This might just be the most wonderful time of year for garbage in Buffalo.

Leaves get mulched. Christmas trees will get chipped.

The rest of the year? There’s a chance if you put a bag or two out on the curb, they’re going to the landfill.

It’s more than a bit irksome to spend an afternoon dutifully bagging up yard waste into clear plastic bags, only to see them dumped into a garbage truck.

Annoying as that is, there are bigger issues. The city pays for everything it sends to the landfill – whether it’s real garbage or twigs and leaves that don’t need to be buried for eternity in a pile of muck. All that costs money and fills up increasingly precious landfill space with greens that could be turned into gardening supplies.

Here’s the good news: It’s an issue city officials are thinking about.

Buffalo Public Works Commissioner Steven Stepniak said the city is looking at options for expanding its yard waste program, but he’s mum on what alternatives the city is exploring.

“It does become a little bit more complicated in the city, because of the geographics and on-street parking, so we’re trying to make a cost-effective program the best we can and be as green as possible,” Stepniak said.

Done right, it could be a money saver.

The city, Stepniak said, has already seen savings with leaves and yard waste it mulches during the fall and intermittently the rest of the year when residents can drop off yard waste at a city public works facility on Seneca Street.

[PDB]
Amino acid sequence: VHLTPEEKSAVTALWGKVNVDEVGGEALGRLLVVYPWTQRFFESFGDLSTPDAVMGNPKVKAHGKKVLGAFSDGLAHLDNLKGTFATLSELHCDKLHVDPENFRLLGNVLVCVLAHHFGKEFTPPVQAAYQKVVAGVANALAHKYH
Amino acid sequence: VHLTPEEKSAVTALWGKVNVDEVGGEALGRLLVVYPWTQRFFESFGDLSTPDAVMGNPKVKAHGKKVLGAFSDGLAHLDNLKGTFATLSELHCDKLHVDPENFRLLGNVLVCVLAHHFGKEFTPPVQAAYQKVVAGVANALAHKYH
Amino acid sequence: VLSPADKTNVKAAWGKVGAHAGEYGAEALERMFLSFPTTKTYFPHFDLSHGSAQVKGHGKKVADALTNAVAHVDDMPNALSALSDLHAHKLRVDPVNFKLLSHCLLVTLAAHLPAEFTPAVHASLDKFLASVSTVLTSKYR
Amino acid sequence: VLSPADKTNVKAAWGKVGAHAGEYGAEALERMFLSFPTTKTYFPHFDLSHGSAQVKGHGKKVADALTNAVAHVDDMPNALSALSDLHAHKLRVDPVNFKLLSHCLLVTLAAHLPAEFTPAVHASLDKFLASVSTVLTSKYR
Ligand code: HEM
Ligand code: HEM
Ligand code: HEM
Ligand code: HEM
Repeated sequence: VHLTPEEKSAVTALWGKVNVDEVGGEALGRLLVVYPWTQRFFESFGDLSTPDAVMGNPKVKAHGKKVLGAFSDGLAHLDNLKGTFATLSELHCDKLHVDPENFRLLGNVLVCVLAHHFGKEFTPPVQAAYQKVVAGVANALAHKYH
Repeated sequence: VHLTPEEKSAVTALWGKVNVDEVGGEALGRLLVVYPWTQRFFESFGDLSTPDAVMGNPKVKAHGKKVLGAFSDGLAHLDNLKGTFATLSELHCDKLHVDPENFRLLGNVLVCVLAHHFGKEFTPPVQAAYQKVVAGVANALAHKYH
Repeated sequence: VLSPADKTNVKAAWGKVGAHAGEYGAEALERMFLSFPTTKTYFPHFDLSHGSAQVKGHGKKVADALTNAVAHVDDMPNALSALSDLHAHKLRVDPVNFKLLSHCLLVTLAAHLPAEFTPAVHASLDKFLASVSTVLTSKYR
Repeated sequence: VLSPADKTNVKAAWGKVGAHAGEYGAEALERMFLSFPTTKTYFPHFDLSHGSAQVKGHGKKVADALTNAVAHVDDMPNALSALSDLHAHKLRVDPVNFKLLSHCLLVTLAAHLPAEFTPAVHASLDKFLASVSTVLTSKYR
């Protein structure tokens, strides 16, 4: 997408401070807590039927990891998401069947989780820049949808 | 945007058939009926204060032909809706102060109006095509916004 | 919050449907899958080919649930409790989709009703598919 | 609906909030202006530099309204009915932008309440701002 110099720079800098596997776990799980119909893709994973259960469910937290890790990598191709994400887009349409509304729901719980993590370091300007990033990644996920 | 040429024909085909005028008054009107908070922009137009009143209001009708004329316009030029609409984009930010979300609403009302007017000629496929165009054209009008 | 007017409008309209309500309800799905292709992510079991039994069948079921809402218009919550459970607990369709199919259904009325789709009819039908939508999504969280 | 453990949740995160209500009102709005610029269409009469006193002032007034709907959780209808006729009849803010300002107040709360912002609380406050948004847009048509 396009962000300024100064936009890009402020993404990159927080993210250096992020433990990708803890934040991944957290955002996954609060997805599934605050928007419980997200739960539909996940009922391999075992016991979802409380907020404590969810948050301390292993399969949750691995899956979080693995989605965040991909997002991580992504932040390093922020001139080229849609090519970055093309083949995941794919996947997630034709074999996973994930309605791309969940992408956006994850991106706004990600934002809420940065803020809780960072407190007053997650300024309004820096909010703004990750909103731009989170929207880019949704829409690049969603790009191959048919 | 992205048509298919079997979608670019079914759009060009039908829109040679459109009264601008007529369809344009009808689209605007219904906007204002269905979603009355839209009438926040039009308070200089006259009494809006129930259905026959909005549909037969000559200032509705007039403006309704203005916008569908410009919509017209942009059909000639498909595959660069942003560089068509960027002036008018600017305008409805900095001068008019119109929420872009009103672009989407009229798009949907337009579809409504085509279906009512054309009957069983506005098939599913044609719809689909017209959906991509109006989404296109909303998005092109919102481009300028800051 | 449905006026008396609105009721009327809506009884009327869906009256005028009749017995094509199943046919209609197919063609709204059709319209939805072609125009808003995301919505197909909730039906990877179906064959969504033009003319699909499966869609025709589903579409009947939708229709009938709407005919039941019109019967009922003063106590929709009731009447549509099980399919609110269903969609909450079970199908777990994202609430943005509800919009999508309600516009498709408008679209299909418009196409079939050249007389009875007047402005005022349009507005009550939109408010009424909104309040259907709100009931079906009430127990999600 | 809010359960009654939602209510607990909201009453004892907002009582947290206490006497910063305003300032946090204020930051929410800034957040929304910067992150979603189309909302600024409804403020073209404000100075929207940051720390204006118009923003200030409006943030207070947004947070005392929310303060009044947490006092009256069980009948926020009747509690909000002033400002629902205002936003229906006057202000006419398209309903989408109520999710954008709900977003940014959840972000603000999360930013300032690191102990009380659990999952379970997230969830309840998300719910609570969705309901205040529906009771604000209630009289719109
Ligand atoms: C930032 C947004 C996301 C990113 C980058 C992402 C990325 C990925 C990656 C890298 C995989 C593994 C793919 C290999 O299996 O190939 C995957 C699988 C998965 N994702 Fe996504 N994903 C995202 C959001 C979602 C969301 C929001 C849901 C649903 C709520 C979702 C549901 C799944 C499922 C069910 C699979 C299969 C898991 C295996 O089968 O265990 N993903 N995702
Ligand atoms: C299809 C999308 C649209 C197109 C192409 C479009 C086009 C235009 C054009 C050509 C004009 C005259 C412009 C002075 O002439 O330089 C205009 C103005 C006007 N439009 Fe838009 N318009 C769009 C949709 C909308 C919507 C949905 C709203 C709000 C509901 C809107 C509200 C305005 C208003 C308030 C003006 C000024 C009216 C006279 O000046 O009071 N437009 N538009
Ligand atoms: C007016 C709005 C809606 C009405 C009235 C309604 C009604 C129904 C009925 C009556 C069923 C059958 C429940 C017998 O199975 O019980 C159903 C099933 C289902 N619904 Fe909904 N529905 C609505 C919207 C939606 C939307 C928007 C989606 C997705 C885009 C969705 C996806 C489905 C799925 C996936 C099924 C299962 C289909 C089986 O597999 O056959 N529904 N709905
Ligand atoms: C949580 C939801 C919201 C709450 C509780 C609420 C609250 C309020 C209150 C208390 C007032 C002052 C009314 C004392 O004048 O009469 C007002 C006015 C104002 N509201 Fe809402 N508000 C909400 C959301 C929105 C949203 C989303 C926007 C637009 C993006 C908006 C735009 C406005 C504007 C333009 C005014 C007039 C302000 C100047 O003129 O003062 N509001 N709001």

It costs roughly $50 for every ton of waste that goes into the landfill. Stepniak estimates that the city saves $30 a ton on leaves that it composts, and it gets mulch it can distribute to block clubs and other organizations.

It’s done successfully in other mid-sized cities.

Salt Lake City, for example, was told 20 years ago that the lifespan on its landfill was 20 years, said its director of sustainability, Vicki Bennett. Today, because of ramped up recycling efforts that include yard waste composting, Bennett estimates it has another 40 to 50 years.

Two years ago, the city distributed a third tote to every resident for yard waste. Like Buffalo, it previously had a fall program in which the city collected bagged leaves. It now collects yard waste and compostable materials once a week and turns it into compost and mulch.

There’s an incentive for residents to recycle and compost more. Those who choose a smaller garbage tote pay less.

“It is much more beneficial to us, and we come out ahead to be able to process it that way and sell it, compared to just landfilling it,” Bennett said. “It’s cheaper than the cost to landfill, and then there’s the recovery of actual revenue created by selling the compost.”

It can be done locally. The Town of Amherst offers curbside pickup of leaves and yard waste from March through November. The town has a unique arrangement, because it previously owned the composting facility where yard clippings are taken, so it just pays to pick up materials.

“It’s just wasteful anyway,” said Amherst Superintendent of Highways Robert Anderson. “It’s ridiculous to throw something that can be composted into the landfill. It just doesn’t make good business sense.”

Those in the sanitation business call it the “diversion rate” – waste rerouted from the landfill that saves money. The rest of us can call it common sense.